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Whether one is producing music, podcasts, game sounds, or film sound effects, Digital Audio Principles provides the tips and techniques that will make the project a success. Author Dave Schroeder explains the basics of digital audio production techniques and covers the essential hardware and software. He also discusses sound theory, frequency response, the range of human hearing, and dynamic range.
Let's look at a few other sound tools that are pretty cool. We will look at reverse and we will look at time expansion, or compression. So first, let's start with reverse. I will open that up from the AudioSuite, and as the name implies, it reverses stuff. I don't even need to preview it actually. We will just go ahead and go for it. I will make a copy over here, and we will process it. So what have we got? (drum sounds playing in reverse) Backwards. Very cool.
How about on a voice? I can kind of get some possessed sounds going. (garbled speech) So that's for the possessed podcast, for those of you who want to tune in. So reverse, it's pretty basic, pretty simple. You can use it for some pretty cool things. In music mixes, you can use a reverse cymbal hit as a nice transition into kind of different sections. Obviously, if you are doing sound design, you can use it to make some pretty interesting effects, different kind of shoops out into space and impacts and hits and things like that.
And also, maybe if you are doing a podcast and you wanted to kind of have something kind of lighthearted in there, and say, hey let's rewind that a minute, I don't believe you, you could hit that and kind of hear that backing up and say, okay. (garbled speech) Well, without the drums. (garbled speech) And then roll it again and say, let's hear that! (Female Speaker: This is episode 47) So there is ways you can kind of use it for fun. You can do kind of interesting things with it. The other thing I want to show you is time compression and expansion. This is another thing that is pretty much possible thanks to the digital world.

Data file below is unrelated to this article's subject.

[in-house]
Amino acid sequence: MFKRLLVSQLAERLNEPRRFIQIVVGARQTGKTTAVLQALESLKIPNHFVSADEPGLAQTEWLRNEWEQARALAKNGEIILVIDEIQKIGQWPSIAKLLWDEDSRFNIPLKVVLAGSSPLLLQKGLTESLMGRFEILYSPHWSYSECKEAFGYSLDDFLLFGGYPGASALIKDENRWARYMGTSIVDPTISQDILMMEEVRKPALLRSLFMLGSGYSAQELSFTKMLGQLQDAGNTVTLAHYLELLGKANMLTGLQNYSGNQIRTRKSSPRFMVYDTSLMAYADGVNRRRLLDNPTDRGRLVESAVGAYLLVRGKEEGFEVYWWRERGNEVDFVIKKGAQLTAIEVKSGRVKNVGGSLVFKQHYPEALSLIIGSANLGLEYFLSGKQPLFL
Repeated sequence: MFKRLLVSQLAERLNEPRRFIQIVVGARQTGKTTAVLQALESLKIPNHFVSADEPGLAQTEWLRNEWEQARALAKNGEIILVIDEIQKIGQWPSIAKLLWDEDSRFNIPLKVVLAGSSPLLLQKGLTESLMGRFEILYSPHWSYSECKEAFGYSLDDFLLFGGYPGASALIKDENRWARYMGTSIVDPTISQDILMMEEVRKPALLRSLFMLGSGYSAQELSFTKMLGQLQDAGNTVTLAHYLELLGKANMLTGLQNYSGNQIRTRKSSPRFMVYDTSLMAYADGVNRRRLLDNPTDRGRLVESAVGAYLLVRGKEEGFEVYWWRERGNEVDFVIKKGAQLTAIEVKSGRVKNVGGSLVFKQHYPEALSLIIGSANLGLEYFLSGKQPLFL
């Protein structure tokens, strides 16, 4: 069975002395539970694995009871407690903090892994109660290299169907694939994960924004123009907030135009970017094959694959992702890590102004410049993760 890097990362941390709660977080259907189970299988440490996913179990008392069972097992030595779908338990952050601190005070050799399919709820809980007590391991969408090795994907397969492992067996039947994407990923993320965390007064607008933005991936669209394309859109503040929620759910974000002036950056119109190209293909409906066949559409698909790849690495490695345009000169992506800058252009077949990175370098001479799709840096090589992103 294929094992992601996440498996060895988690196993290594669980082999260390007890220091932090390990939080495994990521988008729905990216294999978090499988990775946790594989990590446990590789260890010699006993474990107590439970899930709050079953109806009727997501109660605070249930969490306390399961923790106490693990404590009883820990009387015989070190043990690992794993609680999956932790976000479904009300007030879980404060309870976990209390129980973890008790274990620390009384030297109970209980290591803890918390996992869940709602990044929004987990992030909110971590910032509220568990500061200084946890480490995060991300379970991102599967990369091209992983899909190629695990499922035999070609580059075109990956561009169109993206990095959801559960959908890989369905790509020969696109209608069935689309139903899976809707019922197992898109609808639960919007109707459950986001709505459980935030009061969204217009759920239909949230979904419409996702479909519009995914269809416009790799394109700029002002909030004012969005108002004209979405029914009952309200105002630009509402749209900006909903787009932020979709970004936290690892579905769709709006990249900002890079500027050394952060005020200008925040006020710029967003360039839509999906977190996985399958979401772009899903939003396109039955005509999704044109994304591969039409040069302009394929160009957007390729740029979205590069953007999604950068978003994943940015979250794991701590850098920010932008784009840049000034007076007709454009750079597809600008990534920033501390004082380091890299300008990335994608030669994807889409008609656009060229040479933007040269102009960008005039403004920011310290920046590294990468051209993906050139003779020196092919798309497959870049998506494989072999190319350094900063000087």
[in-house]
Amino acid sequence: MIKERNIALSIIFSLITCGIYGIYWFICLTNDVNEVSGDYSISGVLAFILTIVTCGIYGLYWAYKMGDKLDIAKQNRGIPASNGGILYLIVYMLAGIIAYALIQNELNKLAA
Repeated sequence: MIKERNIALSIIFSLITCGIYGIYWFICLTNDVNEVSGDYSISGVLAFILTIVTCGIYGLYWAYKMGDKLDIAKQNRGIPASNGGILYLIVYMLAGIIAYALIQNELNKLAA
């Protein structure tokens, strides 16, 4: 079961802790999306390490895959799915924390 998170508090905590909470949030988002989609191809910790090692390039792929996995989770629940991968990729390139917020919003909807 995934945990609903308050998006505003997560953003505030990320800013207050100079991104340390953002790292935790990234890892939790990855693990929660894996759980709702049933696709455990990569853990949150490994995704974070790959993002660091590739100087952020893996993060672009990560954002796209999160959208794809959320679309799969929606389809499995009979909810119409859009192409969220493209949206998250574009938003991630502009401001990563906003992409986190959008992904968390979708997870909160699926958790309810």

It wasn't really happening too much and very effectively before we had digital computers and we got to digitize audio. So it's really worth checking out. Again this is a file-level process. You can't use reverse or time expansion/ compression as an insert or a real-time plug-in. Remember earlier where we talked about pitch and we are kind of changing the pitch up and down, and there is a feature in there that allowed you to keep the rate of the performance the same so the time didn't change, just the pitch.
Well this is kind of the opposite. We can change the time without affecting the pitch, and it's very cool. I will go ahead and just show you a few examples of what's possible. Let me go ahead and delete our backwards track there, solo that out, and zoom in on it. And we can move this over here. Let's pick a couple words, just a short phrase, maybe this. (Female Speaker: This is episode 47) We will make it a little bit longer.
(Female Speaker: 2007. This is episode 47.) Let's say I want to make that take place a little bit faster. Well, I highlight it, and in my Plug- in window, I see the Source here on the left, which is the length of what we have got highlighted, and then the Destination, and right now there is no change. So its 4.6 seconds long, and the destination, the output of process, would be 4.6 seconds. I can drag a ratio here and change that and make it longer. So let's give that a shot. We will make it 7 seconds long.